Donald Trump wears his hat during a rally at the Sacramento Jet Center in Sacramento (Jae C. Hong/Associated Press)

I don't think there's a data point that better captures the weirdness of this presidential election cycle than the following:

According to the Federal Election Commission filings, Donald Trump's presidential campaign has spent $1.8 million on polling from June 2015 through September of this year (the most recent month for which data are available). The report also lists $3.2 million spent on hats.

Trump has probably spent more on hats than he has spent on direct mail. The campaign filings occasionally aggregate a few things from the same vendor under one line-item, so some of the hat spending was on collateral generally that includes some hats. (His campaign spent more than $2 million on a line-item that was exclusively hats, though.) Overall, Trump's spent about $15.3 million on collateral — shirts, hats, signs, etc. — more than he has spent on field consulting and voter lists and data.


He has spent at least twice as much on collateral as he has on payroll.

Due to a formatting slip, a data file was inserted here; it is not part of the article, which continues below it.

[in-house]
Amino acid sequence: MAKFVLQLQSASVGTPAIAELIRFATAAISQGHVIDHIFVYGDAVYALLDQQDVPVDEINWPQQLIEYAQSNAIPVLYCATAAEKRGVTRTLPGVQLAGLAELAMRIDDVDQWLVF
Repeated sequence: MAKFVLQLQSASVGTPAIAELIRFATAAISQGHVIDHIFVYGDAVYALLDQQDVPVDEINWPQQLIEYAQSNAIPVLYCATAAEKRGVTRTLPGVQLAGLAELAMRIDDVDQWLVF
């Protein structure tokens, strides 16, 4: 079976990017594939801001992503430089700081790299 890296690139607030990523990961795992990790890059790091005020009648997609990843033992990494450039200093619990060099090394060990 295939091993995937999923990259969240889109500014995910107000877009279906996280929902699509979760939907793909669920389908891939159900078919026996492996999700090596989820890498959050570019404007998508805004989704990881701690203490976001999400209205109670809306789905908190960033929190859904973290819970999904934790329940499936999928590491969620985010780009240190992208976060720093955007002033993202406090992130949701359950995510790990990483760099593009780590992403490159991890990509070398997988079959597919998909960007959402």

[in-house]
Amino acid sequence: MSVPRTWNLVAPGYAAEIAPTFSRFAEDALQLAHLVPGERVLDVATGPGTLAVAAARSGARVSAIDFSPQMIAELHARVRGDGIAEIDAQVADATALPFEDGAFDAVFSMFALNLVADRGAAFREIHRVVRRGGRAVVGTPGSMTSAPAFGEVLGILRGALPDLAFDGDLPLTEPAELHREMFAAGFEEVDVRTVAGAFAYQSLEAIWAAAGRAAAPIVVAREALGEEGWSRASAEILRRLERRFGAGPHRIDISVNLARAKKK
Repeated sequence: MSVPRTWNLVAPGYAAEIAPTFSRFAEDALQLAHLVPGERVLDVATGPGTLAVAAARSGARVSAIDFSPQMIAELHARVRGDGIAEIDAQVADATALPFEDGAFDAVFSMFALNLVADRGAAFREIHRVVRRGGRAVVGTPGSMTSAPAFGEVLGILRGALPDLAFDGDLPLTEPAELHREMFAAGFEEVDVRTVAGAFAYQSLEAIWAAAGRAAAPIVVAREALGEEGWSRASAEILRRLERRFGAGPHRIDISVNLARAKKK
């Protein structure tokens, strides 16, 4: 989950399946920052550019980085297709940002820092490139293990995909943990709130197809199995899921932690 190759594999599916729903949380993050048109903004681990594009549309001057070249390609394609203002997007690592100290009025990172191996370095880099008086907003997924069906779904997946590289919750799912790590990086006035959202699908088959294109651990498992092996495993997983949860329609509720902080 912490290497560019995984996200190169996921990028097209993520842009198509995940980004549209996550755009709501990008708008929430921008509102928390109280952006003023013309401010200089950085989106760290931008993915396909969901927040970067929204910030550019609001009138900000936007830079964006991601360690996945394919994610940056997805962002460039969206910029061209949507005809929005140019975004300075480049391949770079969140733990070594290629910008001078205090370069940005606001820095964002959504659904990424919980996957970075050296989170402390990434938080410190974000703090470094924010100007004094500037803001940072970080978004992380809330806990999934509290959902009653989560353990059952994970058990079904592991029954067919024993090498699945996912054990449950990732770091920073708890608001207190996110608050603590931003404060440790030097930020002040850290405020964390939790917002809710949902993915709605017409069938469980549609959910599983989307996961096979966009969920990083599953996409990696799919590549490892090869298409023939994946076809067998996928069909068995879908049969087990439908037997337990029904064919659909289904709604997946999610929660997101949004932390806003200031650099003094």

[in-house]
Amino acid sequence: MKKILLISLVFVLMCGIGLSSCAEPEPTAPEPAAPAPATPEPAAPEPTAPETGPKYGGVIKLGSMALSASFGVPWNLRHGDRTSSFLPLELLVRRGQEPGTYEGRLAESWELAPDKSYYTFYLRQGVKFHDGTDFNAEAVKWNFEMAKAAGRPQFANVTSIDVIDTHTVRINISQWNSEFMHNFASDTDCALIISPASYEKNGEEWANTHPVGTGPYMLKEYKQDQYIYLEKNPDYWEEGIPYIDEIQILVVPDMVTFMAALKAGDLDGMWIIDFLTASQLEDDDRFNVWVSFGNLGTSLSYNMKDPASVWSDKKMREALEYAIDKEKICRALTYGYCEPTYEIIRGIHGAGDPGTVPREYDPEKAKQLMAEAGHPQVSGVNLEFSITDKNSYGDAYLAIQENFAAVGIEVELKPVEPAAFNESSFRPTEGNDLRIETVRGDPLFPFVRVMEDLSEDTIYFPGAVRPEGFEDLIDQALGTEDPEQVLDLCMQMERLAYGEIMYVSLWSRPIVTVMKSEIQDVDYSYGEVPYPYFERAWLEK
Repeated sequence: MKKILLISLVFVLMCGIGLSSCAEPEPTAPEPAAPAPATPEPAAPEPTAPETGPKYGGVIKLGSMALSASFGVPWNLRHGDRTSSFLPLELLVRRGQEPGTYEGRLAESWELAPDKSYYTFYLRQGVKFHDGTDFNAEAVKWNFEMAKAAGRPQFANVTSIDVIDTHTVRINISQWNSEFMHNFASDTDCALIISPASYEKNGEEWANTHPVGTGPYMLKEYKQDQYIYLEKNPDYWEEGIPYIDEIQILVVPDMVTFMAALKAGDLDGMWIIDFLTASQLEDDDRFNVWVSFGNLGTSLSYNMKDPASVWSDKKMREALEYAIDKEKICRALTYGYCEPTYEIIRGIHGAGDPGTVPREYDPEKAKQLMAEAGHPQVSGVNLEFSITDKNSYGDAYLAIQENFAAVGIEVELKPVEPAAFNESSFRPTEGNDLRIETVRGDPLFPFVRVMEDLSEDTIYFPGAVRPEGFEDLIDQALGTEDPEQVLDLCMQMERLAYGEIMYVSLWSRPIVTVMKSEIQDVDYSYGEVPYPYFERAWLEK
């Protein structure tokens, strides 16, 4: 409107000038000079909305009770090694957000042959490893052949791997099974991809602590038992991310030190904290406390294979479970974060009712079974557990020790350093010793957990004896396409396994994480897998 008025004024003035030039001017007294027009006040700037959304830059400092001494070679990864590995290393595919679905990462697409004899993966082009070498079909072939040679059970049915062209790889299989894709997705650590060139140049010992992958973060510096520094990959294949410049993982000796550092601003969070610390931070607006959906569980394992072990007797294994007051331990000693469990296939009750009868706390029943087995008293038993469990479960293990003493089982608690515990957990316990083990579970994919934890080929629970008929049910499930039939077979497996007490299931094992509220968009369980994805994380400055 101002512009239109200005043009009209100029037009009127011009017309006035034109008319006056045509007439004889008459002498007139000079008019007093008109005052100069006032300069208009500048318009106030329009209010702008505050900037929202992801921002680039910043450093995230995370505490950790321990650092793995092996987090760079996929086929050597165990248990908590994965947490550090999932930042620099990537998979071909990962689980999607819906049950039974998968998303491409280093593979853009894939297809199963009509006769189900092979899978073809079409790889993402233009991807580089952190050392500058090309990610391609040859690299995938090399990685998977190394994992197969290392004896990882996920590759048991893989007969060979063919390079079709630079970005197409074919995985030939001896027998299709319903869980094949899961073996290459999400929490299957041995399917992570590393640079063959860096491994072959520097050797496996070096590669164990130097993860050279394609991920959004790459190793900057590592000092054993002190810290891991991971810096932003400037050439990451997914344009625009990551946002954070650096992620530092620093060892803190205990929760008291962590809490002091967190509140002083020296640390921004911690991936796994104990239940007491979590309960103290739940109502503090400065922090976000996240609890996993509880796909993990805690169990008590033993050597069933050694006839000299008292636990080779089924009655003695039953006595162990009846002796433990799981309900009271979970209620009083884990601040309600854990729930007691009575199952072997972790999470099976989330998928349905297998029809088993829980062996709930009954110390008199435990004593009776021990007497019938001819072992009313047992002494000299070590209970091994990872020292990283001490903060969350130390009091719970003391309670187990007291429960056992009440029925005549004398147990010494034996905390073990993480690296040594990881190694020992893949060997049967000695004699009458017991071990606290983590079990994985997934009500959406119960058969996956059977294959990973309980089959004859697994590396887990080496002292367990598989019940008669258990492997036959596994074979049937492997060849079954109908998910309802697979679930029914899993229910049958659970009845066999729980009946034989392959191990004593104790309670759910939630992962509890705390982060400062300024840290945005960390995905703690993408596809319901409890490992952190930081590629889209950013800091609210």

In one apparent concession to the traditions of running a political campaign, Trump has at least started spending more on ads. The FEC reports don't go into great detail about what is or isn't ad spending, so for our purposes we included things like direct mail, telemarketing services (which probably went to fundraising), the campaign's website and digital outreach and so on. You're welcome and encouraged to take issue with this categorization, but it seemed appropriate.

That said, Trump spent more on ads (in that broad sense) in September than he had in any previous month, and also spent more as a percentage of his overall spending. It's not a surprise that the majority of his recent spending was on ads; what's surprising is that in 11 of the 16 months he's been running, ad spending was not the majority of what he was spending on.



Nothing encapsulates Trump's primary and general election campaigns more neatly than his spending on collateral generally, and hats specifically. Most candidates dream of seeing people clamoring for shirts and signs bearing their name or campaign message, but only a select few actually engender that kind of interest. Donald Trump did, and the force of celebrity that made his hats hot items also powered him to a plurality of the vote against a wide field of Republican opponents.

In the general election, that wasn't enough. His spending on polling was reported only in the last two months, a period that overlapped with his hiring Kellyanne Conway, a pollster, as his campaign manager. She has tried to get Trump's campaign to look more like a traditional one, with mixed success.

But Trump has still spent more on hats than polls and more on collateral than get-out-the-vote tools. The campaign in a nutshell.